Marshall: The Honorable, the Chief Justice and the Associate Justices of the Supreme Court of the United States. Oyez. Oyez. Oyez. All persons having business before the Honorable, the Supreme Court of the United States are admonished to draw near and give their attention, for the Court is now sitting. God save the United States and this Honorable Court.
Jad Abumrad: This is more perfect, I'm Jad Abumrad. Today, a little bit of a departure-- maybe it's more of an addendum. We just released an episode about Citizens United, which is one of the most argued about cases in recent history. This was a case really about the First Amendment and whether we should limit the First Amendment in any way.
Now, in that case, you had this tension, you had Justice Kennedy who is saying, "Don't touch it, don't touch it, don't touch it. I don't care if all this money comes into our political system, don't touch the First Amendment," but you had Justice Souter saying, "I don't know, maybe we should touch it because sometimes your freedom impinges on my equality. Shouldn't those two things be in balance?"
It's a fascinating and important conversation and it was one that we were having internally as a team while we were making that episode. At a certain point, we decided let's actually take that conversation and make a live event around it. This is something that we did a few times in the run up to season two. We would have these public debates in the WNYC Greene Space. I want to play you some excerpts from that debate that we had about free speech.
We did a classic debate format; one person took one side, one person took another. Our questions were; should the government do more in this day and age to limit free speech? Should Twitter do more? Should Facebook do more? Should all of us collectively be doing more to stop dangerous hateful speech? Is this precisely the moment when we have to stand up louder and prouder and protect that speech, even if we hate it?
Before we got into it, I took a poll of the audience. Everybody who thinks that your right to free speech, especially online-- people say some bad things fine, but your right to free speech should remain pretty much unlimited. Those of you who feel that way, make some noise.
Jad: All right you guys are thunderous over here. Let's just do it one more time, so I can just get more accurate. Those of you who don't think it should be limited, go.
Jad: Now, those of you on the flip side, those of you think there should be some clear, hard limits-
Audience member: Boo.
Jad: Easy, easy. Those of you think there should be some clear limits on what you can say online, make some noise.
Jad: All right. That gives us a good sense of where we're starting. Let me introduce our debaters for round one. The question is, should the government limit online free speech? Taking one side of that question is Mr. Elie Mystal, our legal editor at More Perfect and editor of Above The Law, a site for legal news. He is on one side of the stage and of the question on the other, Mr. Ken White, a First Amendment Litigator Criminal Defense Attorney at Brown, White & Osborn in Los Angeles.
He has joined us here from the left coast. He's a former federal prosecutor. He runs the free speech and criminal justice blog, popehat.com. Give it up for Ken.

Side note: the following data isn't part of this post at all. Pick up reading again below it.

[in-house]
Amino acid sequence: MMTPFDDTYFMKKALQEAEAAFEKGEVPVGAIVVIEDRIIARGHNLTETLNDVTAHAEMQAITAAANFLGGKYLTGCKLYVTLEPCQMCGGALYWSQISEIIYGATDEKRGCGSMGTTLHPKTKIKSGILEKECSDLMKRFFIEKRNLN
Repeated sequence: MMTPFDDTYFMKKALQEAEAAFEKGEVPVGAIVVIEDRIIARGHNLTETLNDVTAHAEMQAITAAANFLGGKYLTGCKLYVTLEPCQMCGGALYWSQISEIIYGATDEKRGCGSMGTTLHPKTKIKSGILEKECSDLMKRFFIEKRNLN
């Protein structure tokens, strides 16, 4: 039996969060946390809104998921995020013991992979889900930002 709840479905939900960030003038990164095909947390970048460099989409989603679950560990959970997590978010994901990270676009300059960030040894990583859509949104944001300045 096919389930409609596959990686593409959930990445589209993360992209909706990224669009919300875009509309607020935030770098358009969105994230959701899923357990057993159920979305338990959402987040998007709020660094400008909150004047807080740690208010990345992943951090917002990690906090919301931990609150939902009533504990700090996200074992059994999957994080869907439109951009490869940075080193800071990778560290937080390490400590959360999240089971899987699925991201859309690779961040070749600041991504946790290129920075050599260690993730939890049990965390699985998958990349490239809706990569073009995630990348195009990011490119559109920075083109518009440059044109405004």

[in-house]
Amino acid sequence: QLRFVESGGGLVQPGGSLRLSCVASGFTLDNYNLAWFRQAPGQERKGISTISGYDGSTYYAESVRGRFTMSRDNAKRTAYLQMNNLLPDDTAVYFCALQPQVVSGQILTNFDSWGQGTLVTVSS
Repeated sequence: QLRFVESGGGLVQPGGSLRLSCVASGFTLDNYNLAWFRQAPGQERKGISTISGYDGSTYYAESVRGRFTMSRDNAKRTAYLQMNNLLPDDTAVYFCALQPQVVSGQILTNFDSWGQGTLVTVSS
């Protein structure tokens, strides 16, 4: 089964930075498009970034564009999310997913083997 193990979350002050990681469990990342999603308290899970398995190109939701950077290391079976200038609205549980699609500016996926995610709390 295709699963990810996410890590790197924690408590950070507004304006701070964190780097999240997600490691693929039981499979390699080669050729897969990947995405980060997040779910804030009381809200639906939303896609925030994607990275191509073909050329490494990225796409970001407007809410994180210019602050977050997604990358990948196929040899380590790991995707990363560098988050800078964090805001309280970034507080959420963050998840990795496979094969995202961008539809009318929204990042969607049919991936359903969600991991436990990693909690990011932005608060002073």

Jad: All right, Let us begin. We'll start with you, Ellie. Is there something wrong with the First Amendment? Would you say?
Elie Mystal: No, I don't have a problem with the First Amendment. It was a beautiful thing written for white people who wanted to overthrow the government. It's fine. I have a problem with absolutists who want to elevate threats, harassment, and calls for genocide to the level of a sacred right. I do not think that the First Amendment prohibits us from preventing a Nazi from getting a permit to really any more than I would think that the Second Amendment prevents us from having a sociopath not get a gun permit.
Absolutism is absolutely wrong on this issue.
Jad: Okay. Elie Mystal, strong beginning. Ken, what do you think?
Ken: Well, I don't know what absolutist Elie is talking about. The last one I know is Hugo Black and he died 1971. We have well-established narrow exceptions to the First Amendment. They are narrow for a reason, we got them narrowed on the backs of the powerless being suppressed by the powerful.
All of the types of restrictions that Elie would like are ones that have historically been used against communists, against labor protesters, against war protesters, against minorities, and everyone else. The Nazis aren't the ones in danger from the types of restrictions that Elie is suggesting he'd like.
Jad: There are the two basic positions.
Jad: Let's get the debate started. Elie, start us off. Explain why you think that hateful speech, fake news shouldn't be protected by the First Amendment.
Elie: Ken just admitted, just agreed that we already regulate speech at some level. Really, all we're debating about tonight, the only thing that's even up for debate is where we want to draw that line. Ken will draw that line so it protects Nazis. I would draw that line so it protects us from the Nazis. Let's start with a pretty simple example. Fire. Just kidding. There's no actual fire.
I'm sure you've all heard that the thing that you can say is that you can't shout fire on the crowded theater but actually, under our current laws, I probably can because our current standard is that what is unprotected are things that lead to direct incitement of imminent lawless action. That's a very high bar. I can probably say, "Fire." What I probably can't say is, "Fire, kill who you must to survive."